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Addison’s Disease (Adrenal Insufficiency) 

Addison’s disease occurs when the adrenal glands don’t produce enough cortisol and aldosterone. Two of the hormones produced by your adrenal glands are cortisol and aldosterone. These hormones help to maintain a healthy immune system, blood pressure, glucose and sodium levels in the blood, heart function and more. Addison’s disease—also known as adrenal insufficiency—is a rare autoimmune condition in which the immune system attacks the outside of the adrenal glands, which then can’t produce enough of those hormones. While anyone can get this disease, it is most commonly diagnosed in people aged 30 to 50. 

Causes of Addison’s Disease 

There are many known causes of Addison’s disease. These include: 

  • Injury to the adrenal glands
  • Surgical removal of the adrenal glands
  • Cancer
  • Infections, including tuberculosis
  • Amyloidosis
  • Genetics 

Symptoms of Addison’s Disease 

Addison’s disease does not strike quickly. Symptoms usually appear gradually over time and can mimic those of other illnesses, but ignoring them for too long can lead to life-threatening acute adrenal failure (Addisonian crisis).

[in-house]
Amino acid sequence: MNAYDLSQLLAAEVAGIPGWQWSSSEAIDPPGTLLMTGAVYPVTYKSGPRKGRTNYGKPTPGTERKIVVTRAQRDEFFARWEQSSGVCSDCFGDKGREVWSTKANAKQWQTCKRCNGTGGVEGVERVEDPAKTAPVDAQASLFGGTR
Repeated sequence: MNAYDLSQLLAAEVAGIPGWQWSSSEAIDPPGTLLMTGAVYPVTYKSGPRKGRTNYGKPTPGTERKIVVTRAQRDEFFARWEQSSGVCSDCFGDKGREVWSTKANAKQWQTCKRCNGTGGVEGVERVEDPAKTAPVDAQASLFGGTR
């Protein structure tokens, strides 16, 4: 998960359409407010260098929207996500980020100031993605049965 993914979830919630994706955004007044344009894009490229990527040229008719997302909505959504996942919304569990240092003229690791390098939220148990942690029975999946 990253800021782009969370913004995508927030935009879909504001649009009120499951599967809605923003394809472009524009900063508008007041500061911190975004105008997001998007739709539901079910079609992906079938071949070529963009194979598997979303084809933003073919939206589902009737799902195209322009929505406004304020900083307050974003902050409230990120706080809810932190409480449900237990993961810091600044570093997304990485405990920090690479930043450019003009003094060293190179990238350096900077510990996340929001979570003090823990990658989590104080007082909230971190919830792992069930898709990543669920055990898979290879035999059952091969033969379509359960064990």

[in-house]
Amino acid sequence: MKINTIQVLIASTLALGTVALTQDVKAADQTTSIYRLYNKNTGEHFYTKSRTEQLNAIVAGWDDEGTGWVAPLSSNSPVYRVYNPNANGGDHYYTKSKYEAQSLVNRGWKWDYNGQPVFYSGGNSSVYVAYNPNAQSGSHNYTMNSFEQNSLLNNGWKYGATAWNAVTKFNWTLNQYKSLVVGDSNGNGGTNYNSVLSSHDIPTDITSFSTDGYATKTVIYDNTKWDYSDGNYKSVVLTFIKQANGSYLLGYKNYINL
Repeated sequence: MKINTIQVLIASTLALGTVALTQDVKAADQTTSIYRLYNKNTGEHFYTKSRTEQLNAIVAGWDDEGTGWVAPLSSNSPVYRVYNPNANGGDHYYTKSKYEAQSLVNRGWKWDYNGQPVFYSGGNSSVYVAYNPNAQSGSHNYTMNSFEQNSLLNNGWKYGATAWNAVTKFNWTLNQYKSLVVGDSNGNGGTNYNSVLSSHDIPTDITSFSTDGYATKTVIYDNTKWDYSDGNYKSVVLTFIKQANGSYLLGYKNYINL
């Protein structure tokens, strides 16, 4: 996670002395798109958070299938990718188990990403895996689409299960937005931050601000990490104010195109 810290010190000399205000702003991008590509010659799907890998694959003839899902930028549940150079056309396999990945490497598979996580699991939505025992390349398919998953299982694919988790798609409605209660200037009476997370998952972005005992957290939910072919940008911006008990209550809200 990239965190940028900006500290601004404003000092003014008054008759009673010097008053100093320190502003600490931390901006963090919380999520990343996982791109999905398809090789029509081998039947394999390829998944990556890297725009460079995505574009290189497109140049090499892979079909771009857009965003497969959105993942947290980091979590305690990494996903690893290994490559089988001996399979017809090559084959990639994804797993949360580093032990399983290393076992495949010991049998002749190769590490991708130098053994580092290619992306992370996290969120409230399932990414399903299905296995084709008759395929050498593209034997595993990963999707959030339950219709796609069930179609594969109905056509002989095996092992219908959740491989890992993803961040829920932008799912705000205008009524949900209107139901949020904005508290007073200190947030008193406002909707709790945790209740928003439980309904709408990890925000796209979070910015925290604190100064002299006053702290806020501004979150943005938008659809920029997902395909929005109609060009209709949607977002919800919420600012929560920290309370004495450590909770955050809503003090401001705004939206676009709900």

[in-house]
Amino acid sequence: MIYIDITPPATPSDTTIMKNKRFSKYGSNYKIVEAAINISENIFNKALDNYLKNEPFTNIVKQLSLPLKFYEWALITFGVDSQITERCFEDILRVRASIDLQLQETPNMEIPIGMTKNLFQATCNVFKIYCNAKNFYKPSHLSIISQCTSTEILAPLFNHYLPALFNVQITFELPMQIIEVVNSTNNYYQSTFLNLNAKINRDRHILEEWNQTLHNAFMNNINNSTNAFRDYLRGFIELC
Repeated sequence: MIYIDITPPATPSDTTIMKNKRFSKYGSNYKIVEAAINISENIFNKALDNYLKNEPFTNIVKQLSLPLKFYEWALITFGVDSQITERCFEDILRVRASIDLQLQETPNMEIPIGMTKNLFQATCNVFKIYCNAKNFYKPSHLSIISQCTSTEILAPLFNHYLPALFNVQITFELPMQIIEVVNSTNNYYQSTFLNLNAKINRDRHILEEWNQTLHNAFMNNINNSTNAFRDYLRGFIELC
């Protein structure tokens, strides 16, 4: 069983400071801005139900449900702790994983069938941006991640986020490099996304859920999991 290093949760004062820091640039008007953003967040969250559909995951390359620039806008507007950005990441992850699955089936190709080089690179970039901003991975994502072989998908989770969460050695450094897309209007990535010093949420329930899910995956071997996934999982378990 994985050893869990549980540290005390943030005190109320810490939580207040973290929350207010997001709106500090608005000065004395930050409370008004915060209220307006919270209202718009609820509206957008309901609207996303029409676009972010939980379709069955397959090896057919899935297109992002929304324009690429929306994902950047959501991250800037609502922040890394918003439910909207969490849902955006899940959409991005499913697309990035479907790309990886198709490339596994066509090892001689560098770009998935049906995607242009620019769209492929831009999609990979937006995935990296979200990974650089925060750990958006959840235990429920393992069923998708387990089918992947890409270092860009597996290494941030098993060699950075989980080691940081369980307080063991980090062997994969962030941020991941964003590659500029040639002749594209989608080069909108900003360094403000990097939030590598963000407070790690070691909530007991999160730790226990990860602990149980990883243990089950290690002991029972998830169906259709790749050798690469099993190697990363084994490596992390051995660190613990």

Signs of Addison’s disease include: 

  • Darkening of the skin 
  • Low blood pressure 
  • Craving salty foods 
  • Low blood sugar 
  • Extreme fatigue 
  • Weight loss 
  • Decreased appetite 
  • Nausea 
  • Diarrhea 
  • Abdominal and muscle pain 
  • Depression 

In an Addisonian crisis, symptoms may include: 

  • Extreme weakness 
  • Pain in the lower back, legs and abdomen 
  • Vomiting and diarrhea 
  • Dehydration 
  • Confusion 
  • Delirium 

Diagnosing Addison’s Disease 

If a discussion of symptoms and a physical examination leads your doctor to believe you may have Addison’s disease, several tests and imaging procedures may be ordered. These include: 

  • Blood tests 
  • Adrenocorticotropic hormone (ACTH) stimulation tests 
  • CT scans 
  • X-rays 

Treating Addison’s Disease 

While Addison’s disease can lead to life-threatening shock if left unchecked, it is treatable with hormone replacement therapy. The endocrinology team at Tampa General Hospital has the expertise and cutting-edge technology to diagnose and treat the full range of adrenal disorders, including Addison’s disease.